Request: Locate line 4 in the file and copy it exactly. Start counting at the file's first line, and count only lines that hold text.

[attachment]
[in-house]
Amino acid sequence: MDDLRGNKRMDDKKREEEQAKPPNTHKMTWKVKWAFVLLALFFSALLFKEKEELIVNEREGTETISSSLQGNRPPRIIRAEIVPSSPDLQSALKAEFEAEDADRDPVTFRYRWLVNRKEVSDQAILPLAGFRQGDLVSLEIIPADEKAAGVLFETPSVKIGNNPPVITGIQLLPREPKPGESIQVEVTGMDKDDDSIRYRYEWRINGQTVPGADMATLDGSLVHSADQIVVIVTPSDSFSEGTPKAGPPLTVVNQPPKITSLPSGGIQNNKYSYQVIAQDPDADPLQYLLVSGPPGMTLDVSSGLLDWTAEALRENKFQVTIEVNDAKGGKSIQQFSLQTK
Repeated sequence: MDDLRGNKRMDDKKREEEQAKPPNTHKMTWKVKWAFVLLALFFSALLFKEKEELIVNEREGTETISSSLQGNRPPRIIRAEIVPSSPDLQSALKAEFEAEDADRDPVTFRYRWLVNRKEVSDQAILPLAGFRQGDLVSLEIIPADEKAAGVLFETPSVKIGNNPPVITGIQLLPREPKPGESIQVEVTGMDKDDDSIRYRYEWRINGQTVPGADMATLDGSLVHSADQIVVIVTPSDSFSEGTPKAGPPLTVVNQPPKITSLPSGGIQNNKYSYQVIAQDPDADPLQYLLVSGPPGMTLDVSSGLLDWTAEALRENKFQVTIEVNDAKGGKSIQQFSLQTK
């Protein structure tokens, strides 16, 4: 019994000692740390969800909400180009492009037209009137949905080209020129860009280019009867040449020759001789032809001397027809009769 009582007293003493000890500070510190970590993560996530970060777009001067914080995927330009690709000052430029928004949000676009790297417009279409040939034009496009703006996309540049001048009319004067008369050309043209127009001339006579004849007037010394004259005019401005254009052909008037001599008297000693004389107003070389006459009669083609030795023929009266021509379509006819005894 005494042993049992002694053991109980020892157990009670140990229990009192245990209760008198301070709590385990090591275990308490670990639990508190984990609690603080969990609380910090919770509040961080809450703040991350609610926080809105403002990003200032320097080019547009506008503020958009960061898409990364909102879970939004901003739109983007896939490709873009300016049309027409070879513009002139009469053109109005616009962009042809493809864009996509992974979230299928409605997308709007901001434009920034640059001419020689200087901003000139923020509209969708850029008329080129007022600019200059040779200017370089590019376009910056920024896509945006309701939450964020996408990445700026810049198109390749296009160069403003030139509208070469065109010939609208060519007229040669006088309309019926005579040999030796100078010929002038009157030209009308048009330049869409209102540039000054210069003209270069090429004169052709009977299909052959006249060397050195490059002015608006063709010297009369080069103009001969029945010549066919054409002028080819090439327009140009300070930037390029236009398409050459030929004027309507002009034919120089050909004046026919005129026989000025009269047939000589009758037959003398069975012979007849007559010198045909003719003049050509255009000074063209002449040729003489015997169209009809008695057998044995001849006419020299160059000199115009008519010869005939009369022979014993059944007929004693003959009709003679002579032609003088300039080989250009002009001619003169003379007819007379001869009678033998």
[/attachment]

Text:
């Protein structure tokens, strides 16, 4: 019994000692740390969800909400180009492009037209009137949905080209020129860009280019009867040449020759001789032809001397027809009769 009582007293003493000890500070510190970590993560996530970060777009001067914080995927330009690709000052430029928004949000676009790297417009279409040939034009496009703006996309540049001048009319004067008369050309043209127009001339006579004849007037010394004259005019401005254009052909008037001599008297000693004389107003070389006459009669083609030795023929009266021509379509006819005894 005494042993049992002694053991109980020892157990009670140990229990009192245990209760008198301070709590385990090591275990308490670990639990508190984990609690603080969990609380910090919770509040961080809450703040991350609610926080809105403002990003200032320097080019547009506008503020958009960061898409990364909102879970939004901003739109983007896939490709873009300016049309027409070879513009002139009469053109109005616009962009042809493809864009996509992974979230299928409605997308709007901001434009920034640059001419020689200087901003000139923020509209969708850029008329080129007022600019200059040779200017370089590019376009910056920024896509945006309701939450964020996408990445700026810049198109390749296009160069403003030139509208070469065109010939609208060519007229040669006088309309019926005579040999030796100078010929002038009157030209009308048009330049869409209102540039000054210069003209270069090429004169052709009977299909052959006249060397050195490059002015608006063709010297009369080069103009001969029945010549066919054409002028080819090439327009140009300070930037390029236009398409050459030929004027309507002009034919120089050909004046026919005129026989000025009269047939000589009758037959003398069975012979007849007559010198045909003719003049050509255009000074063209002449040729003489015997169209009809008695057998044995001849006419020299160059000199115009008519010869005939009369022979014993059944007929004693003959009709003679002579032609003088300039080989250009002009001619003169003379007819007379001869009678033998």